Cultura, Historia, Política

This day in Chicano history: Treaty of Guadalupe Hidalgo Ratified by US Senate

March 10, 1848:
While February 2nd is noted by some as the original birthday of the first Chicanos, March 10th is notable too. because the version of the Treaty of Guadalupe Hidalgo ratified by the Senate was different than the one signed in Mexico a few weeks earlier.

Via the Library of Congress:

Other provisions stipulated the Texas border at the Rio Grande (Article V), protection for the property and civil rights of Mexican nationals living within the new border (Articles VIII and IX), U.S. promise to police its side of the border (Article XI), and compulsory arbitration of future disputes between the two countries (Article XXI). When the U.S. Senate ratified the treaty in March, it reduced Article IX and deleted Article X guaranteeing the protection of Mexican land grants. Following the Senate’s ratification of the treaty, U.S. troops left Mexico City.

This would be a significant part of the Chicano Movement in the 60s and 70s as people like <a href=””Reies Tijerina fought to have the original land grants recognized.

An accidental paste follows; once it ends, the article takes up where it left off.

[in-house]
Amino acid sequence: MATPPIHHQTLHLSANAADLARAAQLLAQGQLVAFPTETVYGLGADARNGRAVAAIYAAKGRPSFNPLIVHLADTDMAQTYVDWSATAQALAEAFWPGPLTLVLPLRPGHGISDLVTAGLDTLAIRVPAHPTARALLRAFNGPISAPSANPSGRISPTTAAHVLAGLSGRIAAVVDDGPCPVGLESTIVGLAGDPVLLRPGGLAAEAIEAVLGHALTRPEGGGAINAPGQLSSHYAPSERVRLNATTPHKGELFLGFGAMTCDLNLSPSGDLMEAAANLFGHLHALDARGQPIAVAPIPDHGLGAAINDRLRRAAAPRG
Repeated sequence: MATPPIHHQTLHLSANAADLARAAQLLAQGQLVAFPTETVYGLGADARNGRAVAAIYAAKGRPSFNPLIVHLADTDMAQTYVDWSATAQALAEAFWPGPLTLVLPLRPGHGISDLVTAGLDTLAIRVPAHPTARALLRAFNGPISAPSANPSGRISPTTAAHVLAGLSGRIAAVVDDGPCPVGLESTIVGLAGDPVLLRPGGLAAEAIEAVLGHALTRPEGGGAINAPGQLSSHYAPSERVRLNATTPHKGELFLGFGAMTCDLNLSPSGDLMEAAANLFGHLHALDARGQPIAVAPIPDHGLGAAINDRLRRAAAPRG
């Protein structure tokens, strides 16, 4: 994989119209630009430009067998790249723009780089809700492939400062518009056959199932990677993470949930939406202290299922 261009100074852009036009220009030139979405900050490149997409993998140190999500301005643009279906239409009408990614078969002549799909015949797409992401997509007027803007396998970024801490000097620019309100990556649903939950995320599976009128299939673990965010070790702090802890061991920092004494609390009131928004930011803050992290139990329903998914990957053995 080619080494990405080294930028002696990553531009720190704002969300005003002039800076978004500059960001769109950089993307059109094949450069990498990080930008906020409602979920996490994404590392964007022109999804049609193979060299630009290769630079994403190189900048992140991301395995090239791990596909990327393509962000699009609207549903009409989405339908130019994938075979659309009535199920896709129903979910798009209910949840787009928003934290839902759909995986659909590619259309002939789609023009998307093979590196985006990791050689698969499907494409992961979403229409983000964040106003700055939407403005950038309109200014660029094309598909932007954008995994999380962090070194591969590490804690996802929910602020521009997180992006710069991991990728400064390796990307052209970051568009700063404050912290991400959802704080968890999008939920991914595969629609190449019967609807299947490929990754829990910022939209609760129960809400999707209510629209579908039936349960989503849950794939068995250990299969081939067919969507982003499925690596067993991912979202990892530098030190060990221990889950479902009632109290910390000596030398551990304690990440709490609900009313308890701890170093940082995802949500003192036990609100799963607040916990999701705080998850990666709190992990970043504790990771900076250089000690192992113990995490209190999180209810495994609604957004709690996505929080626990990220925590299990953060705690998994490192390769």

As mentioned above, the civil rights of the new Chicanos were also amended from the version signed on February 2nd.

Article VIII guaranteed that Mexicans who remained more than one year in the ceded lands would automatically become full-fledged American citizens (or they could declare their intention of remaining Mexican citizens); however, the Senate modified Article IX, changing the first paragraph and excluding the last two. Among the changes was that Mexican citizens would “be admitted at the proper time (to be judged of by the Congress of the United States)” instead of “admitted as soon as possible”, as negotiated between Trist and the Mexican delegation.
[Via Wikipedia]

The Treaty of Guadalupe Hidalgo is still relevant today, especially as states like Arizona pass law after law targeting our community. As Dr. Cintli Rodriguez discusses, the provisions guarding the civil rights of Mexicans in the ceded territories may be useful for those who seek to challenge SB 1070 and proposed laws affecting citizenship rights for children of undocumented immigrants.


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